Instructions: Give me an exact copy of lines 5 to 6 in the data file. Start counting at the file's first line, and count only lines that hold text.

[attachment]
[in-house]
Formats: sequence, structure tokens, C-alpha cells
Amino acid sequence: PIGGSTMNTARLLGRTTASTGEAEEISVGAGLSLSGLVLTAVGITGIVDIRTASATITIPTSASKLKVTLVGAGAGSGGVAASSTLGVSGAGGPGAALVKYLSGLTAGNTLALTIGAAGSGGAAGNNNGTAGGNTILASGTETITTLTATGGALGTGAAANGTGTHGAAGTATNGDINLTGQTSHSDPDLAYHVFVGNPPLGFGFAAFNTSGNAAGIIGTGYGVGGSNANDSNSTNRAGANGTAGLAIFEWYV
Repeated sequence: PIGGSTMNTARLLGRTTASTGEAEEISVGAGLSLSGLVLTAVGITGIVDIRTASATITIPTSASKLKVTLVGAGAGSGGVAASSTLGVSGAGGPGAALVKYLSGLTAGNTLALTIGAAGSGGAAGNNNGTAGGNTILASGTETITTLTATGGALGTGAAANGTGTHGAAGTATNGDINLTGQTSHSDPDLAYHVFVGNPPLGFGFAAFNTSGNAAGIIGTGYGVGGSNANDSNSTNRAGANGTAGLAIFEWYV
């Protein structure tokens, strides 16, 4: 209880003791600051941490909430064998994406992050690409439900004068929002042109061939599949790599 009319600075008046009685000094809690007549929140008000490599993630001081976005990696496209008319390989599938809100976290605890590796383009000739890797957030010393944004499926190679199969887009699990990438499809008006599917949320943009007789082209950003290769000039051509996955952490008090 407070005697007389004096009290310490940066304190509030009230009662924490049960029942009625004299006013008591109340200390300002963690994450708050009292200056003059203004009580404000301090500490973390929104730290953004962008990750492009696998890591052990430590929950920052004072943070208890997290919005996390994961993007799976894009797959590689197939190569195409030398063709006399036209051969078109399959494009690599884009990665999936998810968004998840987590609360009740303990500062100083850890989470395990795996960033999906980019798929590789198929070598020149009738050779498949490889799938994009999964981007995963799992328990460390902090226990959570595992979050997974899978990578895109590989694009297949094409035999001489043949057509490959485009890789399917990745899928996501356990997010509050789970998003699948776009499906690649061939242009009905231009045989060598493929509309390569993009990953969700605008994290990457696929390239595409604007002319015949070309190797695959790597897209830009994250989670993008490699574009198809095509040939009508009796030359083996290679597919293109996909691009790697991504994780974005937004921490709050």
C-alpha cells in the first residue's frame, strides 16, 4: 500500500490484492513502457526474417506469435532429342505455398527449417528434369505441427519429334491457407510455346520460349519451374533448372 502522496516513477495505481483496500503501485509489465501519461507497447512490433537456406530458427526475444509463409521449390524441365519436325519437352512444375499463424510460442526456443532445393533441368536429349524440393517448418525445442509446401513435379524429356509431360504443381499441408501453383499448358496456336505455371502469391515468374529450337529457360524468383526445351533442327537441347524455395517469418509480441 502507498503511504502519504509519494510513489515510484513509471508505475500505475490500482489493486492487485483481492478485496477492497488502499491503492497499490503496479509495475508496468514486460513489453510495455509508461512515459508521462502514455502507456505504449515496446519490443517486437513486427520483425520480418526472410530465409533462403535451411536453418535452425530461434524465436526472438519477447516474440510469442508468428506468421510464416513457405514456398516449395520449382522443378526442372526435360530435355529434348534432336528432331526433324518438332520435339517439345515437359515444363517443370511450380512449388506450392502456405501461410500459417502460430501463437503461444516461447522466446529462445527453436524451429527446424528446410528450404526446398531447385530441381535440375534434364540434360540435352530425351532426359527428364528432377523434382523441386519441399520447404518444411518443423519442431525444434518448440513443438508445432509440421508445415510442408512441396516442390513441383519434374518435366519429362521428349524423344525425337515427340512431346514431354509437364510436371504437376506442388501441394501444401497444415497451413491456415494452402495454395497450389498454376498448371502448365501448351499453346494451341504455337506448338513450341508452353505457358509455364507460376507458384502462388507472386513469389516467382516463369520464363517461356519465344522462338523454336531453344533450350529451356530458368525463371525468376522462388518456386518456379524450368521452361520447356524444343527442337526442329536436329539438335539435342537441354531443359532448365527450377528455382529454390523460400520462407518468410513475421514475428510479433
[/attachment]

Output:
């Protein structure tokens, strides 16, 4: 209880003791600051941490909430064998994406992050690409439900004068929002042109061939599949790599 009319600075008046009685000094809690007549929140008000490599993630001081976005990696496209008319390989599938809100976290605890590796383009000739890797957030010393944004499926190679199969887009699990990438499809008006599917949320943009007789082209950003290769000039051509996955952490008090 407070005697007389004096009290310490940066304190509030009230009662924490049960029942009625004299006013008591109340200390300002963690994450708050009292200056003059203004009580404000301090500490973390929104730290953004962008990750492009696998890591052990430590929950920052004072943070208890997290919005996390994961993007799976894009797959590689197939190569195409030398063709006399036209051969078109399959494009690599884009990665999936998810968004998840987590609360009740303990500062100083850890989470395990795996960033999906980019798929590789198929070598020149009738050779498949490889799938994009999964981007995963799992328990460390902090226990959570595992979050997974899978990578895109590989694009297949094409035999001489043949057509490959485009890789399917990745899928996501356990997010509050789970998003699948776009499906690649061939242009009905231009045989060598493929509309390569993009990953969700605008994290990457696929390239595409604007002319015949070309190797695959790597897209830009994250989670993008490699574009198809095509040939009508009796030359083996290679597919293109996909691009790697991504994780974005937004921490709050």
C-alpha cells in the first residue's frame, strides 16, 4: 500500500490484492513502457526474417506469435532429342505455398527449417528434369505441427519429334491457407510455346520460349519451374533448372 502522496516513477495505481483496500503501485509489465501519461507497447512490433537456406530458427526475444509463409521449390524441365519436325519437352512444375499463424510460442526456443532445393533441368536429349524440393517448418525445442509446401513435379524429356509431360504443381499441408501453383499448358496456336505455371502469391515468374529450337529457360524468383526445351533442327537441347524455395517469418509480441 502507498503511504502519504509519494510513489515510484513509471508505475500505475490500482489493486492487485483481492478485496477492497488502499491503492497499490503496479509495475508496468514486460513489453510495455509508461512515459508521462502514455502507456505504449515496446519490443517486437513486427520483425520480418526472410530465409533462403535451411536453418535452425530461434524465436526472438519477447516474440510469442508468428506468421510464416513457405514456398516449395520449382522443378526442372526435360530435355529434348534432336528432331526433324518438332520435339517439345515437359515444363517443370511450380512449388506450392502456405501461410500459417502460430501463437503461444516461447522466446529462445527453436524451429527446424528446410528450404526446398531447385530441381535440375534434364540434360540435352530425351532426359527428364528432377523434382523441386519441399520447404518444411518443423519442431525444434518448440513443438508445432509440421508445415510442408512441396516442390513441383519434374518435366519429362521428349524423344525425337515427340512431346514431354509437364510436371504437376506442388501441394501444401497444415497451413491456415494452402495454395497450389498454376498448371502448365501448351499453346494451341504455337506448338513450341508452353505457358509455364507460376507458384502462388507472386513469389516467382516463369520464363517461356519465344522462338523454336531453344533450350529451356530458368525463371525468376522462388518456386518456379524450368521452361520447356524444343527442337526442329536436329539438335539435342537441354531443359532448365527450377528455382529454390523460400520462407518468410513475421514475428510479433